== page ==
Severe cuts threaten future of Bradford museums
Geraldine Kendall Adams, 24.07.2019
Union to hold ballot on industrial action to protect service
Staff at Bradford’s museum and library service could take industrial action over swingeing cuts proposed by the council, the trade union Unite has warned.
The City of Bradford Metropolitan District Council has cut the budget for its museums by £260,000 this year and is proposing further cuts of £500,000 in the next financial year. Overall, the council’s spending plans will result in a 65% cut to its museum and library service.
Two of the council’s four museums, Bradford Industrial Museum and Bolling Hall Museum and Library, are at risk of closure under the plans, according to the union.
The cuts are also likely to result in redundancies of highly-skilled roles across Bradford’s museums and galleries, as well as substantial pay cuts and the erosion of employment conditions for remaining staff, who would be required to work across sites "at the whim of management".
Staff will be balloted over the next few weeks to see if they wish to take “full-scale industrial action” in defence of the service.
A spokesman for Unite, which represents around 50 staff at the service, slammed the council for an “unheard-of” lack of meaningful consultation with stakeholders, saying the union had not been included in any discussions on the issue.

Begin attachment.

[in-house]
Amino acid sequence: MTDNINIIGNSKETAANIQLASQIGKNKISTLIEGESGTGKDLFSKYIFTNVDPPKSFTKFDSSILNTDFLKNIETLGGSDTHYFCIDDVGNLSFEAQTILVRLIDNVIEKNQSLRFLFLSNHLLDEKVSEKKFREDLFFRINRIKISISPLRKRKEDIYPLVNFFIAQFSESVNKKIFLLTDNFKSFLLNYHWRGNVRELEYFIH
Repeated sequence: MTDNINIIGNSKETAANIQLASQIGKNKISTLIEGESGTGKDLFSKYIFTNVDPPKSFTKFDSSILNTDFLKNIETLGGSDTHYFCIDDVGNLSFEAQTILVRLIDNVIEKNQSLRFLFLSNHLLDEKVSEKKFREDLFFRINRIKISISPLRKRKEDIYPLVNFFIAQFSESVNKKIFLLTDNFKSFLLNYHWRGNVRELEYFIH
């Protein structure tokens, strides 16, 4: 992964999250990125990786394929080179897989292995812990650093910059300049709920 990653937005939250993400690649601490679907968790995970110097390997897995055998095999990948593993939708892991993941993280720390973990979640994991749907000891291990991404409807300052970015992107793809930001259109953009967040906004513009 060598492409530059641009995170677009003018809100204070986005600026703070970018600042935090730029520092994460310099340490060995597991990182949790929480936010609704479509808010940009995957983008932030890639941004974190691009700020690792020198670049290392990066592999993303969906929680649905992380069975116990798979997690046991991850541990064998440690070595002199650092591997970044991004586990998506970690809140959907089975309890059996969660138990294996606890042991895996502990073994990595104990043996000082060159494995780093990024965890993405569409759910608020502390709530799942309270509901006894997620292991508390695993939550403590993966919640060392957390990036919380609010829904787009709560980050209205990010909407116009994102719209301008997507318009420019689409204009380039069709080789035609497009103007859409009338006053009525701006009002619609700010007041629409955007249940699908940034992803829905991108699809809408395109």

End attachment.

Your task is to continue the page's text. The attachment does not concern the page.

The spokesman said staff had first learned of the proposals through newspaper reports. “There are a lot of upset and angry people,” he said. “We understand it’s a difficult position and these cuts are handed down from central government, but that doesn’t excuse the council’s behaviour.”
The spokesman said Bradford’s museums are at particular risk because they are not a statutory service. “Bradford Industrial Museum has all that weaving and textile history. To lose that would just be shocking,” he added.
He said the union was realistic about the likelihood of job losses but said it hoped to reach an agreement with the council around voluntary redundancies.
Unite’s regional officer, Mark Martin, said: “The cuts include redundancies, and erosion of the terms and conditions of members.
“For some staff, this means undertaking supervisory duties with no increase in pay. Also, the museum visitor assistants are losing out on enhanced pay for weekend working. The council should be ashamed for attacking the low-paid, mostly female, workers, in this fashion.
“Our members have been driven to despair by the council’s action and, as a result, they will be holding a consultative ballot to see if they wish to proceed to a full-scale industrial action ballot.
“We hope this shot across the bows will be a wake-up call for Bradford’s residents as to what is happening to a much-loved public service under their very eyes.”
A spokesman for the council said: "Due to the unprecedented government funding reductions, all council services are under pressure and that’s the case across the country. Bradford Council’s net budget in 2020 will be around half what it was in 2010 in real terms. But we will always consult fully and widely on any proposals to change services, including with members of the public, staff and trade unions.”
The ballot for industrial action opens on 29 July and closes on 12 August.